Audience does more than sit back and relax at “Murder’s in the Heir” (30 photos, video)

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Audience does more than sit back and relax at “Murder’s in the Heir” (30 photos, video)

Junior Judah Olsen and senior Hailey Tallman (center) were actors in

Junior Judah Olsen and senior Hailey Tallman (center) were actors in "Murder's in the Heir." Credit: Johnathan Carriger/The Foothill Dragon Press

Junior Judah Olsen and senior Hailey Tallman (center) were actors in "Murder's in the Heir." Credit: Johnathan Carriger/The Foothill Dragon Press

Junior Judah Olsen and senior Hailey Tallman (center) were actors in "Murder's in the Heir." Credit: Johnathan Carriger/The Foothill Dragon Press

Katie Sones

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Junior Judah Olsen and senior Hailey Tallman (center) were actors in "Murder's in the Heir." Credit: Johnathan Carriger/The Foothill Dragon Press

Junior Judah Olsen and senior Hailey Tallman (center) were actors in “Murder’s in the Heir.” Credit: Johnathan Carriger/The Foothill Dragon Press

On the opening night of the Foothill Drama Department’s first production of the year, “Murder’s in the Heir,” the cast didn’t even know how the play would end. 

“Murder’s in the Heir” is a murder mystery and comedy about billionaire Simon Starkweather played by junior Jason Borrajo, whose family isn’t thrilled about the new will he has written up. The real action doesn’t start until Starkweather dies at the end of the first act, because during the intermission it is the audience’s job to choose the killer. In the playbooks, there were paper ballots for the audience.

One of the main characters was Jean Culpepper. She was the director of “Murder’s in the Heir” and she was played by freshman Mary Mendoza. She would pop out at random times and interrupt the actors throughout the play. She has to explain things to the audience, or tell the actors what they are doing wrong. This made for a lot of laughter throughout the play, because the actors would have to lose their places, or respond to the audience’s choices.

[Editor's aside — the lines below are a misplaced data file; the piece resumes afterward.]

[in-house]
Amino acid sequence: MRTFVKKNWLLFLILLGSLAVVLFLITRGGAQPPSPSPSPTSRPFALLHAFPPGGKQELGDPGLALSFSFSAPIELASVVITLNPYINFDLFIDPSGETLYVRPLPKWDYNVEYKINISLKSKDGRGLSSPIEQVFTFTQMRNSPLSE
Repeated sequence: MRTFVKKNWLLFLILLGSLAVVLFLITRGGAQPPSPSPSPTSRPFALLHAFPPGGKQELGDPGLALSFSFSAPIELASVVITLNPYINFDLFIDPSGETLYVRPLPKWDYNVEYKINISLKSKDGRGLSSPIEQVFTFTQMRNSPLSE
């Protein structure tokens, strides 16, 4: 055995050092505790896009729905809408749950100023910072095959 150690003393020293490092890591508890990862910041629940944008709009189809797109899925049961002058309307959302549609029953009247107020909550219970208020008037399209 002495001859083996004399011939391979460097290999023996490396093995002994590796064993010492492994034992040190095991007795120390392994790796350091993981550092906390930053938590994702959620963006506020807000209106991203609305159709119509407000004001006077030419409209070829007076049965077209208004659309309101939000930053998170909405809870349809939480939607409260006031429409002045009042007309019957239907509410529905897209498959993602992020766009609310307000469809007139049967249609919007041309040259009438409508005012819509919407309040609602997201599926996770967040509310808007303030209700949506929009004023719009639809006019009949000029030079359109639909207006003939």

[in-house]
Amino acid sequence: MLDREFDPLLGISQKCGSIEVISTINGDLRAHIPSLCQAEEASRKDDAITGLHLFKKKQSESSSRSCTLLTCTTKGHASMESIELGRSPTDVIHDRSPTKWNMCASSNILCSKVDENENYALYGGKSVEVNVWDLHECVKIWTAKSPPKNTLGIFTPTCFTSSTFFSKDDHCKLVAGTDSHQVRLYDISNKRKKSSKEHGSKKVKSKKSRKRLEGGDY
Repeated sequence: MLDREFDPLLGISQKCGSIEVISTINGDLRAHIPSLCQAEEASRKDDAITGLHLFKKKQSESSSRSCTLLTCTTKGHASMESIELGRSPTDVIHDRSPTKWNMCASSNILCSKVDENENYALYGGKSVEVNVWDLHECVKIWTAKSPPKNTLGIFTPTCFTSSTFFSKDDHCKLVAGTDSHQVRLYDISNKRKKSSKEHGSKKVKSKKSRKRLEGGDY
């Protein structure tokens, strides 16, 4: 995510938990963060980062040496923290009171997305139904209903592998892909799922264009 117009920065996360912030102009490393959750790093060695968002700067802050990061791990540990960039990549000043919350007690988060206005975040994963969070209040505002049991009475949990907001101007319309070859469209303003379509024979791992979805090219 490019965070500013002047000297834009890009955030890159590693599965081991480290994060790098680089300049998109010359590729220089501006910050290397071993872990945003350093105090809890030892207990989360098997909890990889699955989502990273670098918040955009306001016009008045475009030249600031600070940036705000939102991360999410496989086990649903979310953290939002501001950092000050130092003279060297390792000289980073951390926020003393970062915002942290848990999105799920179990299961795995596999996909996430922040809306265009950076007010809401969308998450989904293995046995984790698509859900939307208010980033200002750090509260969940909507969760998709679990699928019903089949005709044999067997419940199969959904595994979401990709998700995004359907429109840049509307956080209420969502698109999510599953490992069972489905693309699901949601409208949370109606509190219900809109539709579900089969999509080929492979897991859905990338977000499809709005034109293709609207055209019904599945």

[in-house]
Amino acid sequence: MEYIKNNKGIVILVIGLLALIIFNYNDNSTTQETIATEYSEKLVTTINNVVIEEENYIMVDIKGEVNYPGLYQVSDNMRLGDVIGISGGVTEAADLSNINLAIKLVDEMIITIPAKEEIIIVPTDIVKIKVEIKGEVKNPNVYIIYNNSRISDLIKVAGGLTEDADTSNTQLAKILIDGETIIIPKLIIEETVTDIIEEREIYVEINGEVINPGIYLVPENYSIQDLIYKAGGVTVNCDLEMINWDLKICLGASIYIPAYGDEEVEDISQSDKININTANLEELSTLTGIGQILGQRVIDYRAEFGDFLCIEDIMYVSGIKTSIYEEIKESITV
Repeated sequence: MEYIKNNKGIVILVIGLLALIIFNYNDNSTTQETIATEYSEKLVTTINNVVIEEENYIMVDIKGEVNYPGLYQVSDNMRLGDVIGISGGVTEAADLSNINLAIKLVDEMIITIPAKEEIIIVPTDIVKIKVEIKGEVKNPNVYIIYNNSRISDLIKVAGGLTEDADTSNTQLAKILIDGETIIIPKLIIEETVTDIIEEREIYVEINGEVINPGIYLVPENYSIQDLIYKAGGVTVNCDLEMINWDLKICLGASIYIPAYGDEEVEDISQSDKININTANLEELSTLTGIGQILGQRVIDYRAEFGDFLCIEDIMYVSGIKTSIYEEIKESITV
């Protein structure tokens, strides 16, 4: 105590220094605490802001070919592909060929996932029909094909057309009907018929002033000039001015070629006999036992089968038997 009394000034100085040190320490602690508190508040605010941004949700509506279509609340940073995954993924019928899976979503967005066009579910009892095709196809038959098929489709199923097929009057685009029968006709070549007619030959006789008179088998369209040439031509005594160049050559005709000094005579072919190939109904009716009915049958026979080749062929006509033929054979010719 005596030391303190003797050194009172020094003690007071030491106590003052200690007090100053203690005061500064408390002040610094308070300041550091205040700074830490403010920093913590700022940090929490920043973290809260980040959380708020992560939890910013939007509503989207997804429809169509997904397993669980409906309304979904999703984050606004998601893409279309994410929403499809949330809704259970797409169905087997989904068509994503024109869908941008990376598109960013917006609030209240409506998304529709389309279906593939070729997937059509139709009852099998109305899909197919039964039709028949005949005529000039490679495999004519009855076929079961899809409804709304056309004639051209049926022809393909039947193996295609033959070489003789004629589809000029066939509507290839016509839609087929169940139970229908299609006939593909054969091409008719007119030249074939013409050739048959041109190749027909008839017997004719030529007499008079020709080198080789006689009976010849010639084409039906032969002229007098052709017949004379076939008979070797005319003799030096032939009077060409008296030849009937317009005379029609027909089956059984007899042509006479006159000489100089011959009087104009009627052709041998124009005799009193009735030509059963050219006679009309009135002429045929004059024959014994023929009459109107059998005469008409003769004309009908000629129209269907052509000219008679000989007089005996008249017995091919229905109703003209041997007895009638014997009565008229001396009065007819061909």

“I thought it was really funny and clever. It had me laughing and I was on my toes a little bit, but overall they’re really good actors, and they all were very invested in it,” senior Paris Trollope said.

The actors did a great job of loosening up the audience. The cast got the crowd laughing on the edges of their seats. The audience constantly wondered “who did it.”

This was the first play of the year for Foothill’s Drama Department, but it won’t be the last.

“We’re talking about a skit night, like a “Carol Burnette” [sic]. It doesn’t necessarily have to be Carol Burnette, but short skits done with the drama class,” said Mrs. Rodrigues, adviser of the Drama Department.

[soundcloud url=”https://api.soundcloud.com/tracks/119136394″ width=”100%” height=”166″ iframe=”true” /]

All of the hardworking cast and crew were student volunteers from Foothill, who practiced and prepared outside of class. “We’ve been rehearsing for approximately two months, Tuesday through Friday, for approximately two to four hours” said senior Hailey Tallman.

The drama department is now one year old, and when asked if she thought there had been improvements since their first play, “Night of the Teenage Zombies, ” Rodriguez said, “I do. I think that everybody has learned and grown, there are a few who stand out, but I think everybody has definitely had improvement, even since the beginning of this production.” 

Credit: Johnathan Carriger & Aysen Tan/The Foothill Dragon Press

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Credit: Bridget Parrino & Aysen Tan/The Foothill Dragon Press

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